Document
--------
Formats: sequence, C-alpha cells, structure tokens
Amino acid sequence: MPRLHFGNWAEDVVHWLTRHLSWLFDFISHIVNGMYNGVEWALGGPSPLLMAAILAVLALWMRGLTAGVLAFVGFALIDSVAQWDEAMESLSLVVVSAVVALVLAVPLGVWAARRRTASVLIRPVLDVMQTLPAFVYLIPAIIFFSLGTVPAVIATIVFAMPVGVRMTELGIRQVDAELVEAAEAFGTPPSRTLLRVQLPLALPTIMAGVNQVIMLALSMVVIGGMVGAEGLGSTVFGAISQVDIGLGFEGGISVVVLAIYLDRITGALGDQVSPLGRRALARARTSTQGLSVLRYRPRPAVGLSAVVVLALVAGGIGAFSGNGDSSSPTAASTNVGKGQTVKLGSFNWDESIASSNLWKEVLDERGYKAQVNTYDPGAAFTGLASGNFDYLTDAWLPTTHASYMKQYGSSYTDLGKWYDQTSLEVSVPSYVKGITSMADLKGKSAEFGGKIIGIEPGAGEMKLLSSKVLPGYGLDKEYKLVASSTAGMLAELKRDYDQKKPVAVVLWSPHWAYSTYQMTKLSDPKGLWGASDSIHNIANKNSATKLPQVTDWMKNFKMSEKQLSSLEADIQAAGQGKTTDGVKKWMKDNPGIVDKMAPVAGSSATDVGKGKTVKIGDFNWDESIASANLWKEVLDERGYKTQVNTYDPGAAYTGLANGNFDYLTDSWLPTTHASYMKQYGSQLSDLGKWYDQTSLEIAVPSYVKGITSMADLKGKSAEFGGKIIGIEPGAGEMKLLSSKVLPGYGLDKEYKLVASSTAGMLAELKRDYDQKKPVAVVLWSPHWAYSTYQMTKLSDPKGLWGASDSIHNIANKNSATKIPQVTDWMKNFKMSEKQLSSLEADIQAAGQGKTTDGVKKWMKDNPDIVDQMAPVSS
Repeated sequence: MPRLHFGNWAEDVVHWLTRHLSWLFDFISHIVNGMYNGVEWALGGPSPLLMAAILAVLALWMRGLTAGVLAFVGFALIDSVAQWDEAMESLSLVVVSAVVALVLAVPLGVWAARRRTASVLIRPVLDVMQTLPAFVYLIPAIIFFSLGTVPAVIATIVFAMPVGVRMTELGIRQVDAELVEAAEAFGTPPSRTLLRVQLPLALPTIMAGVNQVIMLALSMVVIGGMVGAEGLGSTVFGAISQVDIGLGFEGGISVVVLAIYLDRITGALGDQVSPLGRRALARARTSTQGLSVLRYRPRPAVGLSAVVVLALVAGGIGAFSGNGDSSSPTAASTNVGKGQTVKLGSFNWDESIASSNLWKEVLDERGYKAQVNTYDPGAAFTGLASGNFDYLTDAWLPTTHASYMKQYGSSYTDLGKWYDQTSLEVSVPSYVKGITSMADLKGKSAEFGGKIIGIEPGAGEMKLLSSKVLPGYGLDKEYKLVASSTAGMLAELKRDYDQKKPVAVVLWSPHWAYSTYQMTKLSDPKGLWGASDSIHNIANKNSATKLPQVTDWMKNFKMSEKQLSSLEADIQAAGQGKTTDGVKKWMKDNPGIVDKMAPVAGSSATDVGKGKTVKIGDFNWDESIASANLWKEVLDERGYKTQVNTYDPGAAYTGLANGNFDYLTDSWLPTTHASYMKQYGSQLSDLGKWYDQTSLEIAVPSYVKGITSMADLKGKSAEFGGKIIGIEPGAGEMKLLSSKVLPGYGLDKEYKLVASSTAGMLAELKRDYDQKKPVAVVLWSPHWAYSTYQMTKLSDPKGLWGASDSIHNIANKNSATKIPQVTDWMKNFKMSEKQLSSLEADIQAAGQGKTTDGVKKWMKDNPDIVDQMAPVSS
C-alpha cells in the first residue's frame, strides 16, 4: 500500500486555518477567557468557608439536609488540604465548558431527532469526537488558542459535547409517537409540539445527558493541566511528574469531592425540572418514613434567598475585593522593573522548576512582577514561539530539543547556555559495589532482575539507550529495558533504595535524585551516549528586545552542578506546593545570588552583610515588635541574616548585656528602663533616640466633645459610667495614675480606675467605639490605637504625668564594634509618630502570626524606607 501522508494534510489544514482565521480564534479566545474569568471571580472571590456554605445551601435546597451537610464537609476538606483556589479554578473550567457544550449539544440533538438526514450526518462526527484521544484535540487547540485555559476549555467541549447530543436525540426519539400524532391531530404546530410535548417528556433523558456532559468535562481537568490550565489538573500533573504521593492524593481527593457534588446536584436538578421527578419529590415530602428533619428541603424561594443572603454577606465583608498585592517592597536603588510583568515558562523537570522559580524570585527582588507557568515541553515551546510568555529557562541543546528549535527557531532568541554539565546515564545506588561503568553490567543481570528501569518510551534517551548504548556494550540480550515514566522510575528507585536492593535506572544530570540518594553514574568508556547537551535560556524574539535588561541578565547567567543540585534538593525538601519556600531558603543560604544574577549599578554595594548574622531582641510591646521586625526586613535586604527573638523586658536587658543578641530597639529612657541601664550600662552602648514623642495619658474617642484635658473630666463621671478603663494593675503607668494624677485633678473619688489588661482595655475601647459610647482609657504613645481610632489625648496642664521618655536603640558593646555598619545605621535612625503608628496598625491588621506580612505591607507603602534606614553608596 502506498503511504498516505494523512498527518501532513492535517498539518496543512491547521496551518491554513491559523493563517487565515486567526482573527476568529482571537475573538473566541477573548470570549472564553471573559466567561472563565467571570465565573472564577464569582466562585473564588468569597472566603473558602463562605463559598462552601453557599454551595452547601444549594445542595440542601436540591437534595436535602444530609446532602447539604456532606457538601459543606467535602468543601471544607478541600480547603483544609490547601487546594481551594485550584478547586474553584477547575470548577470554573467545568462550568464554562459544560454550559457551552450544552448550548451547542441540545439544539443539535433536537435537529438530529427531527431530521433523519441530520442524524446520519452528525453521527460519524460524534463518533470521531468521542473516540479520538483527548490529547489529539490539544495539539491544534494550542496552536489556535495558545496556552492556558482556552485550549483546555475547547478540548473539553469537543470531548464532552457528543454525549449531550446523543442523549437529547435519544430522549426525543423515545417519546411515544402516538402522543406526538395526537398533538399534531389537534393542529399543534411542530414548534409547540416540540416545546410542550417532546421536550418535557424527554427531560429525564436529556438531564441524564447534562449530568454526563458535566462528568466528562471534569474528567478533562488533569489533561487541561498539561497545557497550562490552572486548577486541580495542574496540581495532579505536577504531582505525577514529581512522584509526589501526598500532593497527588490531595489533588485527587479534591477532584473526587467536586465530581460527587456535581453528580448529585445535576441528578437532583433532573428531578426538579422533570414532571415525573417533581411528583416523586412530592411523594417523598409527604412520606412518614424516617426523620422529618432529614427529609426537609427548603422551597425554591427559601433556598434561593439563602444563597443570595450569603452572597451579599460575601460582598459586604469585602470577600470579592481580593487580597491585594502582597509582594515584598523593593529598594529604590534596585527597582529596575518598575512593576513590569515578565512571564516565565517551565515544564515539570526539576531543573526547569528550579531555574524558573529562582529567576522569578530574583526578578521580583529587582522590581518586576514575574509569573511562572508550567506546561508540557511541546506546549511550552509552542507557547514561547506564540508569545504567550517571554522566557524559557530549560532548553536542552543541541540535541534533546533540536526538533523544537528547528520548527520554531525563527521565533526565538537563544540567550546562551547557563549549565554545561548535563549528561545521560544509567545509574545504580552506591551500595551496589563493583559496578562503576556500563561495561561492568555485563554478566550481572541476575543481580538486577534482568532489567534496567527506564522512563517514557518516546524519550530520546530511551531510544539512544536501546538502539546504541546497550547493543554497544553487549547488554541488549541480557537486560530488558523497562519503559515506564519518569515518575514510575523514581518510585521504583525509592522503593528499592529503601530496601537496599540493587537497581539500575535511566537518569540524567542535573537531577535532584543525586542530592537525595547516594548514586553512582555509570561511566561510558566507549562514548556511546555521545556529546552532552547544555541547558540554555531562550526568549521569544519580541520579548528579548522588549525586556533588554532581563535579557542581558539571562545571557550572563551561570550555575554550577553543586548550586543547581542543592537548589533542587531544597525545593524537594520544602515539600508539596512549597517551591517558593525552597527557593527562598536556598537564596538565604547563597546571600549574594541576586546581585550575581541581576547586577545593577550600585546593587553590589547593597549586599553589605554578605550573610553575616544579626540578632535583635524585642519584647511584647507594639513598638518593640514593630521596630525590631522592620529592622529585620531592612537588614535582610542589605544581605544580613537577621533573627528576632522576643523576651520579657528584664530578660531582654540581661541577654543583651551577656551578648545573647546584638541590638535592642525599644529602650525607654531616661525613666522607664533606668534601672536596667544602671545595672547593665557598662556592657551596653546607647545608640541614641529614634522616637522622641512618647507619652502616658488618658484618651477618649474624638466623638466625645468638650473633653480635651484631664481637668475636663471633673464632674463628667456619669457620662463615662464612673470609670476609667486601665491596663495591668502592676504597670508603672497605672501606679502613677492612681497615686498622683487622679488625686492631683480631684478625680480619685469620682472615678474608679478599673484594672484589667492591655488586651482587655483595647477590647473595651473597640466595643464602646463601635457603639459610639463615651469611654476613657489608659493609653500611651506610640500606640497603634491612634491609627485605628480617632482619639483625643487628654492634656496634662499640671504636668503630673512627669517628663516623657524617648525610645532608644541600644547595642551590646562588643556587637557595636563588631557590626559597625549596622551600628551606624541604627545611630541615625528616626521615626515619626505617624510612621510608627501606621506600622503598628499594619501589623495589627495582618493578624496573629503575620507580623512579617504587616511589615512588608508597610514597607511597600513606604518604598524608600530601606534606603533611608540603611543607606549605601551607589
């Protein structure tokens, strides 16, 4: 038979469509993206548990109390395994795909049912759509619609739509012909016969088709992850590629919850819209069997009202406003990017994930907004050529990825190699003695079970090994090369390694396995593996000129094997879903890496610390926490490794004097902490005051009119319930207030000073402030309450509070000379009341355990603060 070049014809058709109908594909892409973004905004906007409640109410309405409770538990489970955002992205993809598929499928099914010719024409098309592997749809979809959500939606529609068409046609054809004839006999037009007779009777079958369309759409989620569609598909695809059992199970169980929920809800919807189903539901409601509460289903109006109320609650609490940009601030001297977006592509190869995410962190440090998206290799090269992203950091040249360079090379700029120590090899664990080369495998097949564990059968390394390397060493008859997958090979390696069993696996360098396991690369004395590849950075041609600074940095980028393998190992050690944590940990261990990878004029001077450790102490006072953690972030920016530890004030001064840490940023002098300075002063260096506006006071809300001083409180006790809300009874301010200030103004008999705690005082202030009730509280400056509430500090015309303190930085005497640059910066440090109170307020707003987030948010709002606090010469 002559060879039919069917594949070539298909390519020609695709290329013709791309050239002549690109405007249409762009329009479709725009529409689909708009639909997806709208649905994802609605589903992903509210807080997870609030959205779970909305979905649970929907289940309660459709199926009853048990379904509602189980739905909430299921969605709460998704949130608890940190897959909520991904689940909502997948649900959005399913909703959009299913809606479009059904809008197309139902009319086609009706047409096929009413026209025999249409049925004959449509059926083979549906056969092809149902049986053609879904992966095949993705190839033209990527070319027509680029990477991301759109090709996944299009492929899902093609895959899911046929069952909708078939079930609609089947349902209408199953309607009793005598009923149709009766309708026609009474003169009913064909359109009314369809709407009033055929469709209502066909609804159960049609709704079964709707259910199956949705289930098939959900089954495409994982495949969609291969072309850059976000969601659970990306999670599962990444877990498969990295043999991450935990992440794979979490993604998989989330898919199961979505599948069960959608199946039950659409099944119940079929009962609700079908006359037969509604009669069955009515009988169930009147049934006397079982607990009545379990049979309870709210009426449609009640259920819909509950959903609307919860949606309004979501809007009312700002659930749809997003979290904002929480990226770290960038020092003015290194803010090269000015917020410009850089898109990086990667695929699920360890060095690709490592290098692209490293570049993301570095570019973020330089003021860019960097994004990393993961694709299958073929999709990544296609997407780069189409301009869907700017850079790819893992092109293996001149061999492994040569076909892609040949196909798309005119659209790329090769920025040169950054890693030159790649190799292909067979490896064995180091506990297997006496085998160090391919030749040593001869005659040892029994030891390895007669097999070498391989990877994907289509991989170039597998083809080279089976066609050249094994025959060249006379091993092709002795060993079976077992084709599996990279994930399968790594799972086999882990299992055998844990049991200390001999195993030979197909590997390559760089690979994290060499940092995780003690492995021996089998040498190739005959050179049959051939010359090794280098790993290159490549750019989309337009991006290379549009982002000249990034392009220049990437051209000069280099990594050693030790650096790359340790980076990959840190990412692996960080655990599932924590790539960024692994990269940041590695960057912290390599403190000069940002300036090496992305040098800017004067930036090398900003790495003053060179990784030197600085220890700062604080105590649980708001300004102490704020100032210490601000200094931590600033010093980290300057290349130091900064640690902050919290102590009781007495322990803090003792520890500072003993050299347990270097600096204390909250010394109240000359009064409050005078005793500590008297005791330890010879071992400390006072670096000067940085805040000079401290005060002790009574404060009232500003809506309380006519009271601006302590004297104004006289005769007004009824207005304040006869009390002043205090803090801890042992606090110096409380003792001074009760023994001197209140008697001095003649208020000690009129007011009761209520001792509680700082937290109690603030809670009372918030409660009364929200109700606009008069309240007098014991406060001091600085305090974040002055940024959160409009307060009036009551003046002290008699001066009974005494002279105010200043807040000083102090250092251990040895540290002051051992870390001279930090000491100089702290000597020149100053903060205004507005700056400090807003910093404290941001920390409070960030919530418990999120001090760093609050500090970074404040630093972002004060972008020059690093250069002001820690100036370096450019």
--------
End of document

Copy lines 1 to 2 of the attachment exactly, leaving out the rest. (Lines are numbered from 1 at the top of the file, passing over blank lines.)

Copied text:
Formats: sequence, C-alpha cells, structure tokens
Amino acid sequence: MPRLHFGNWAEDVVHWLTRHLSWLFDFISHIVNGMYNGVEWALGGPSPLLMAAILAVLALWMRGLTAGVLAFVGFALIDSVAQWDEAMESLSLVVVSAVVALVLAVPLGVWAARRRTASVLIRPVLDVMQTLPAFVYLIPAIIFFSLGTVPAVIATIVFAMPVGVRMTELGIRQVDAELVEAAEAFGTPPSRTLLRVQLPLALPTIMAGVNQVIMLALSMVVIGGMVGAEGLGSTVFGAISQVDIGLGFEGGISVVVLAIYLDRITGALGDQVSPLGRRALARARTSTQGLSVLRYRPRPAVGLSAVVVLALVAGGIGAFSGNGDSSSPTAASTNVGKGQTVKLGSFNWDESIASSNLWKEVLDERGYKAQVNTYDPGAAFTGLASGNFDYLTDAWLPTTHASYMKQYGSSYTDLGKWYDQTSLEVSVPSYVKGITSMADLKGKSAEFGGKIIGIEPGAGEMKLLSSKVLPGYGLDKEYKLVASSTAGMLAELKRDYDQKKPVAVVLWSPHWAYSTYQMTKLSDPKGLWGASDSIHNIANKNSATKLPQVTDWMKNFKMSEKQLSSLEADIQAAGQGKTTDGVKKWMKDNPGIVDKMAPVAGSSATDVGKGKTVKIGDFNWDESIASANLWKEVLDERGYKTQVNTYDPGAAYTGLANGNFDYLTDSWLPTTHASYMKQYGSQLSDLGKWYDQTSLEIAVPSYVKGITSMADLKGKSAEFGGKIIGIEPGAGEMKLLSSKVLPGYGLDKEYKLVASSTAGMLAELKRDYDQKKPVAVVLWSPHWAYSTYQMTKLSDPKGLWGASDSIHNIANKNSATKIPQVTDWMKNFKMSEKQLSSLEADIQAAGQGKTTDGVKKWMKDNPDIVDQMAPVSS